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Pinellas County School Board supports Intelligent Design

Published December 19th, 2007 by Bobby Henderson

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A majority of the Pinellas County, Florida, School Board supports the inclusion of Intelligent Design in the science curriculum, reports the St. Petersburg Times.

Four members of the school board, including the chairperson and vice-chairperson, have made statements in support of Intelligent Design.

The entire theory of evolution is not scientific fact. Intelligent design balances it out.” — Nancy Bostock, Chairperson

I’d probably ideally like to keep it all [evolution and Intelligent Design] out of the classroom. If it’s going to create this much controversy, how important is it?” — Peggy O’Shea, Vice Chairperson

I think that students should be given the opportunity to view all theories on how man evolved and let their science background and their religious background take over as to which one they believe in.” — Jane Gallucci, Member

To teach one [evolution] as if nothing else existed, I think we’re doing our students a disservice.” — Carol Cook, Member

You can read the news article here.

The PCSB website states: “The public is encouraged to contact the School Board members on any issue.”

I suggest we contact the school board and let them know there are more than two theories of our origins. Pastafarianism is built on similar tenets as Intelligent Design, and has much greater support from the academic community. If you decide to write, please be respectful.

Contact Info:

Office: (727) 588-6300
E-mail: Board@pcsb.org

Individual E-mail addresses:
Nancy Bostock: bostockn@pcsb.org
Peggy O’Shea: osheap@pcsb.org
Jane Gallucci: galluccij@pcsb.org
Carol Cook: cookc@pcsb.org



205 Responses to “Pinellas County School Board supports Intelligent Design”

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  1. Jennyanydots says:

    And the hydra sprouts a new head. I’m particularly appalled by Ms O’Shea’s idea of teaching nothing controversial because it can’t possibly be important. Can we offer them a re-written curriculum that educates no-one in anything controversial – religion, politics, science, history, sociology, literature etc. What would they be left with?

  2. beeble says:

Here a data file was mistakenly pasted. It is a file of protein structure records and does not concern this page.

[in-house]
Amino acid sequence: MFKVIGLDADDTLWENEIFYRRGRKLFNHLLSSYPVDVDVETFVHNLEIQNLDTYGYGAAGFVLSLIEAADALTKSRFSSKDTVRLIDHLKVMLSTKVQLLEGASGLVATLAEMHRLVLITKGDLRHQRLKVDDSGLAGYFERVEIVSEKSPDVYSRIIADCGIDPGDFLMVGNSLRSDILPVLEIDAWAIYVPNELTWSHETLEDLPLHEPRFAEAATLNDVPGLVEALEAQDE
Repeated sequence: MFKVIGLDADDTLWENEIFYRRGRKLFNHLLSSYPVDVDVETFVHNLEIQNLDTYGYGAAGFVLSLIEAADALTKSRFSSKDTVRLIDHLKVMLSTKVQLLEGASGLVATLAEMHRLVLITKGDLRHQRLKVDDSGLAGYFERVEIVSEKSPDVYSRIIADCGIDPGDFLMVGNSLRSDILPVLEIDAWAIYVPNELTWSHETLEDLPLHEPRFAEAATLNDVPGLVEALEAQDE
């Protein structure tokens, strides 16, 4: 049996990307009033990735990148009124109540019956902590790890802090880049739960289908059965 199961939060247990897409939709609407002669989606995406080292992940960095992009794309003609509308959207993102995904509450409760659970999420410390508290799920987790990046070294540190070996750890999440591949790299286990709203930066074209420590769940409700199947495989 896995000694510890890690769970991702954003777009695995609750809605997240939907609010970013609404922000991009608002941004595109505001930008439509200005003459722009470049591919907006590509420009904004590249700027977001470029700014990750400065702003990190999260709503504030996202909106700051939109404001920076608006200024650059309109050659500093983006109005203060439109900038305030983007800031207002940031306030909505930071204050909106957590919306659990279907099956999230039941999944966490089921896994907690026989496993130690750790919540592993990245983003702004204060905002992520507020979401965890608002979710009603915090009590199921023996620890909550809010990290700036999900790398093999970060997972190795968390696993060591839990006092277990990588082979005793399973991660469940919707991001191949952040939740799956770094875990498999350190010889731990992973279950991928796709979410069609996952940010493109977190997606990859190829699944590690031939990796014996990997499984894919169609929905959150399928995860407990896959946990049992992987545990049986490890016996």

emails away

  3. Mike says:

    I’d like to note that none of the above commentators are pirates who are for intelligent design in the classrooms.

    “The entire theory of evolution is not scientific fact. Intelligent design balances it out.” Well yeah I mean unless it can be proven it’s considered scientific theory. But how does ID balance it out anyone? Can I get a Ramen?

    Regardless, we throw in ID we must then offer the different views of ID which means more people will learn of the great FSM.

    Pasta be with you.

  4. Mike says:

    Oh yeah and another thing, someone on the original article brought this up as a comment.

    “”To teach one as if nothing else existed, I think we’re doing our students a disservice.”

    I wonder if Ms. Cook would say the same about abstinence-only sex ed? that’s not showing the full picture either”

    I totally agree alot of people that are pushing for ID in the classrooms are being hypocrital when it comes to other issues like sex ed and teaching kids all the methods of safe sex.

    sorry I’m done done.
    Pasta be with you.
    Ramen.

  5. Theo says:

    Dear board,

    I recently heard that you are going to teach the ID theory next to the theory of evolution in the classrooms.
    To me, this is a very, very serious matter so that’s why I’m sending this.

    May I point out the fact that there are more than 2 theories of our origin?
    It is of course a great idea that students “should be given the opportunity to view all theories on how man evolved”. (quote Ms. Gallucci)